An attempt to have a crack at a peaceful holiday in Cairns last February ended up being a six week invasion of Roo’s apartment complete with ambulances, paramedics and finally a trip to Townsville for the Hunter Gatherer to succumb to a heart operation – after which the rest of the year continued to deteriorate miserably as the HG lost both parents in quick succession and chaos descended on what hadn’t ever been a particularly peaceful existence in the first place.
Towards the middle of the year, Rocco decided to leave home and move to Melbourne for work. Being the final chicken to leave the nest, one would think Rocco’s mother would have wept and gnashed teeth – and that might certainly have been the case had there not been so much other stuff going down. There was certainly no time for Rocco’s mother to blog or write or even think straight – so it is with a certain amount of surprise she finds herself thinking reasonably straightish once again, though astounded to find herself relocated halfway across the country in a partially renovated beach shack located within a flood’n’cyclone belt (but that’s another story), and far, far away from the softcock option of New South Wales’ idyllic south coast where she had become ensconced in arse-inflating comfort in a cosy room overlooking a nice garden, contemplating chocolate cake and the HG’s impending retirement and not thinking of weather conditions in every waking moment and having one foot permanently poised to flee.
How did all this happen? Who knows – but it did. In July, after a harrowing few months of disarray, the HG and Rocco’s mother decided to take a short break to visit Flygirl in Darwin, returning via Cairns to re-visit Roo and get it right this time. The idea was to not have a medical emergency for a change, but to check out real estate with a view to maybe relocating ho-hum soonish whenever. Rocco’s mother didn’t at any stage imagine they would really be relocating. She and the HG were not, and are not particularly to this day, renowned for snap decisions, change or risk taking. Rocco’s mother is, however, a sucker for old Queenslanders (the houses, not the geriatrics), and spent many happy hours looking through the real estate liftout of the Cairns paper and even attending Open Houses. After a few of these, where various ‘renovator’s delights’ and ‘handyman’s dreams’ were offered for twice the price the present home in NSW would be worth, the HG informed her he wasn’t a fan of Queenslanders anyway and that there was too much work involved. In a way, this came as a relief to Rocco’s mother, who was already contemplating going home and resuming her arse-expanding sofa activities and not having to worry about termites, woodrot or, indeed, having to spend every waking moment of every available day wandering around Bunnings. Which is what eventually happened. It turned out the HG’s lack of enthusiasm for old Queenslanders was merely a matter of location. He didn’t want to live in the city – he wanted to live by the beach.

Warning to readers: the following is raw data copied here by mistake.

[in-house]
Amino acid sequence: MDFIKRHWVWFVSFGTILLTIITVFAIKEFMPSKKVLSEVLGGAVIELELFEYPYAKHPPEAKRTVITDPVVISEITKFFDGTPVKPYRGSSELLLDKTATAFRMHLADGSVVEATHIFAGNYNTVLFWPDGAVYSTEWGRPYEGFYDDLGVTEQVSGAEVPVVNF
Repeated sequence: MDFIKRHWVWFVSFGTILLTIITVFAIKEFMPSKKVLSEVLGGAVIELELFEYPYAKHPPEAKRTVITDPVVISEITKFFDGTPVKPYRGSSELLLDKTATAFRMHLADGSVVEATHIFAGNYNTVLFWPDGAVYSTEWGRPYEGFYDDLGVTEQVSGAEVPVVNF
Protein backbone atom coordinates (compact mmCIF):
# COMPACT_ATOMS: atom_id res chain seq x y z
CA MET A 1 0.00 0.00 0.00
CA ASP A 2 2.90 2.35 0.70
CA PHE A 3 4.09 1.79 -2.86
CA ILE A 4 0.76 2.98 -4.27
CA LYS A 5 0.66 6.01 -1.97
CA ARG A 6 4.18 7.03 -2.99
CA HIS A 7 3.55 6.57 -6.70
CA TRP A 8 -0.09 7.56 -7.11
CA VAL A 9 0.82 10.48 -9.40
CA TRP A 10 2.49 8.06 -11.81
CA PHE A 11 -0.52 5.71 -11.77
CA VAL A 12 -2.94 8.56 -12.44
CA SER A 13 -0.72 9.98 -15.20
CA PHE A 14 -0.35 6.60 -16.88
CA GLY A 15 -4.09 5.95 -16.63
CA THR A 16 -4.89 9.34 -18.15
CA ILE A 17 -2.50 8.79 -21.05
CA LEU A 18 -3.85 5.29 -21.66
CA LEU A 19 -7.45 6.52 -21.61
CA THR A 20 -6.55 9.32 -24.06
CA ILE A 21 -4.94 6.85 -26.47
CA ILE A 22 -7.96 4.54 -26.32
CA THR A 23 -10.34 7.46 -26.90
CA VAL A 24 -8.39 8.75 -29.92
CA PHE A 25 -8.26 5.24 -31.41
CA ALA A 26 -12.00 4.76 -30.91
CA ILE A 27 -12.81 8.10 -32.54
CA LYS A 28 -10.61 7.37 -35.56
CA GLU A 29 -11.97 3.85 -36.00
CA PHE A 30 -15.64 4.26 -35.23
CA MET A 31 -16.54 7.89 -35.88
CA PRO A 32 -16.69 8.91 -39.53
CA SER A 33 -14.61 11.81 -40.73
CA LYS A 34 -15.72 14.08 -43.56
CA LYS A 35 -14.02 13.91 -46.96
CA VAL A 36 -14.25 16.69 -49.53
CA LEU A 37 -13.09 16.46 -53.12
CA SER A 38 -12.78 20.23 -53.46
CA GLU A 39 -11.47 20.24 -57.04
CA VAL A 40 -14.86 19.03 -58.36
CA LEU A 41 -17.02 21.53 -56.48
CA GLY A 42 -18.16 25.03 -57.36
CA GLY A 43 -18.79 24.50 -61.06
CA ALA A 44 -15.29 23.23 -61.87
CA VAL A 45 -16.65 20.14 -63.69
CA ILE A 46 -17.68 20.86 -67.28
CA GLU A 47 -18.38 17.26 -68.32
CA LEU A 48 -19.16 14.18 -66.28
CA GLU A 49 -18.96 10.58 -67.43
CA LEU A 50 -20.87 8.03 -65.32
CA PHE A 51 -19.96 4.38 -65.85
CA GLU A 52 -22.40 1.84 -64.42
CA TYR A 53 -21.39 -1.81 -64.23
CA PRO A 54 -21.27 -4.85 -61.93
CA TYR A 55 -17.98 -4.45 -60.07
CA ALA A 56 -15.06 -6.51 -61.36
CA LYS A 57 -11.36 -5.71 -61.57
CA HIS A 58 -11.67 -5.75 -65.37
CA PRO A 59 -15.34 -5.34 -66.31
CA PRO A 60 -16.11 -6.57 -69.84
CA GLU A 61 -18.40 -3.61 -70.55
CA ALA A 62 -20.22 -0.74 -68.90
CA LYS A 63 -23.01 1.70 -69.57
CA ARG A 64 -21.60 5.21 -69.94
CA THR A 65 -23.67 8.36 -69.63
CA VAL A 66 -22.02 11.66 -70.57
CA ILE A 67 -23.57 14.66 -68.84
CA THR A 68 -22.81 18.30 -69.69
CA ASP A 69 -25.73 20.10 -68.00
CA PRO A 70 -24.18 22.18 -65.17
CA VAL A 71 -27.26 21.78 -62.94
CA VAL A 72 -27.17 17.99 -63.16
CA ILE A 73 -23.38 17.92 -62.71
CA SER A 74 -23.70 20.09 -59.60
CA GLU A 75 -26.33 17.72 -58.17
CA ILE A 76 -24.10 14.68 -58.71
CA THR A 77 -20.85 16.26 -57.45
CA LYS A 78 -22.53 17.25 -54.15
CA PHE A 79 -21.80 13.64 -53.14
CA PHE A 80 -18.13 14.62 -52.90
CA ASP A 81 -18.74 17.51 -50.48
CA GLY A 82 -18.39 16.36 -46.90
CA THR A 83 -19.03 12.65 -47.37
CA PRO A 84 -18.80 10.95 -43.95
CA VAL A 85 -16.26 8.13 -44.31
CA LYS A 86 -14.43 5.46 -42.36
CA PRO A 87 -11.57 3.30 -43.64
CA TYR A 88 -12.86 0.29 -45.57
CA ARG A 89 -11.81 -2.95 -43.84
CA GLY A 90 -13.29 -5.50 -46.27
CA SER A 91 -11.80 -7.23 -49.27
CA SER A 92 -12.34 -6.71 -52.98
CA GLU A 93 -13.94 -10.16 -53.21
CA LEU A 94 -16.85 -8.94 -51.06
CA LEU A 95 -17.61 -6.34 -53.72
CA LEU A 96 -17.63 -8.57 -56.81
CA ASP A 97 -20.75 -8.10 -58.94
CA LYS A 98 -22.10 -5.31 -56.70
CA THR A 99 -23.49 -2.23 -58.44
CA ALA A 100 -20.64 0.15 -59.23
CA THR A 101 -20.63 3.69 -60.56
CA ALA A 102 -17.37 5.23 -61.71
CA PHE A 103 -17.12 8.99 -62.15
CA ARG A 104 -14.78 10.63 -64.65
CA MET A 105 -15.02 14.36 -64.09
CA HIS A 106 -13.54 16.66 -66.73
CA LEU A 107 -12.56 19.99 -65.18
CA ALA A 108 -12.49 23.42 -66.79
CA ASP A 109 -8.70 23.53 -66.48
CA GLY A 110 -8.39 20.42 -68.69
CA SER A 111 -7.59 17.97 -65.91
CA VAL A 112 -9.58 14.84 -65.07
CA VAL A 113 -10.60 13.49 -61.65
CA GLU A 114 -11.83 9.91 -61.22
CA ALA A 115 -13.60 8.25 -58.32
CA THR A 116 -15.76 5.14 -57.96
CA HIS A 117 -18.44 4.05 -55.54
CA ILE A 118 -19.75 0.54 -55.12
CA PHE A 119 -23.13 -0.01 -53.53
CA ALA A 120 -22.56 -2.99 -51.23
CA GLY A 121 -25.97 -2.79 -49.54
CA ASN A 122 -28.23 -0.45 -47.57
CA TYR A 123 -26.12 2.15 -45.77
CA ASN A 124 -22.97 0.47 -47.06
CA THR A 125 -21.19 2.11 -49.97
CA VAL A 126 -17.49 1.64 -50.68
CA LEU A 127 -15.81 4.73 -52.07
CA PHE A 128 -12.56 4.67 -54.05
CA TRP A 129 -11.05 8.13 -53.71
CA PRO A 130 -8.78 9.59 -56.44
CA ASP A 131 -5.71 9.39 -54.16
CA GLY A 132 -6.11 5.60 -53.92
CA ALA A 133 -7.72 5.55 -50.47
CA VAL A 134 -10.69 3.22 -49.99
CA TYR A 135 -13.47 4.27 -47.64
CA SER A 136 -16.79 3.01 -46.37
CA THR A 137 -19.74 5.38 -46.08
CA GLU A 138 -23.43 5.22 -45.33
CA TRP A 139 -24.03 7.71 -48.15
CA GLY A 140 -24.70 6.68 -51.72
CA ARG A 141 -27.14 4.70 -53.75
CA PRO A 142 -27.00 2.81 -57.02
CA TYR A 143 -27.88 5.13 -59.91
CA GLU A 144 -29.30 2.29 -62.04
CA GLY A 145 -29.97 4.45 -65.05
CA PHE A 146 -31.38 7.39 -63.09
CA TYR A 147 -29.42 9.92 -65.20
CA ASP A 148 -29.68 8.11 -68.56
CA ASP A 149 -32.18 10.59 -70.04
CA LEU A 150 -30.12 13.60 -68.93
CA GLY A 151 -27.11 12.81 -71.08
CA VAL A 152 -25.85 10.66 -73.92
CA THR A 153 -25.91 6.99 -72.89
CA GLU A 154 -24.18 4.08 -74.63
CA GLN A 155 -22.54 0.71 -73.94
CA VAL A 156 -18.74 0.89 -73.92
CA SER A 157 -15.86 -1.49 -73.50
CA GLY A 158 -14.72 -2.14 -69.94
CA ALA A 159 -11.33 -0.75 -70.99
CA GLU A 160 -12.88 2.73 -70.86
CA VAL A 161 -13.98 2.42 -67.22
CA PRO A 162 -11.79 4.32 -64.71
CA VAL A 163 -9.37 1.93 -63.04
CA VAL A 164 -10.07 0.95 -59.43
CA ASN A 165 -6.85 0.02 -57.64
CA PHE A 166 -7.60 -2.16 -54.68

And so it was, on the final day of the holiday, Roo took the HG and Rocco’s mother to a northern beaches suburb where they phoned a real estate agent on a whim, and inspected what could only be described as a shack. Rocco’s mother wasn’t even taking much notice. There was plenty of termite damage, woodrot galore – one bedroom and a small alcove which didn’t have any business being called a bedroom but optimistically had been – and an outdoor dunny located on the back verandah, which tilted away at a crazy angle and felt as if it were about to collapse into the ground. Rocco’s mother was surprised to hear the HG asking animated questions of the real estate lad – and mildly alarmed when the RE lad informed them he’d had a quote for ‘around $10,000 to have the roof replaced’ – which would, of course, be immediately necessary for the unlucky purchaser to undertake prior to habitation. Alarm bells gave a distant jangle when the HG whipped a tape measure from his pocket – but Rocco’s mother knew their flight was booked for the next morning.
Imagine then, how fate intervenes and changes the course of people’s lives. At the airport the next morning, Rocco’s mother and the HG were bumped from their flight, and the afternoon saw them returning to the beach shack with an even more rigid tape measure and … whatever.
So it came to pass. The termite infested shack was duly purchased, the cosy home in NSW disposed of, and nothing will ever be the same again. As we speak, Rocco’s mother is sitting in the small room which could never possibly be considered big enough for a bedroom and which is, surprisingly, just perfect for a computer and not unlike the small office she had ‘back home’. Maybe things will be written here.
But that’s another story …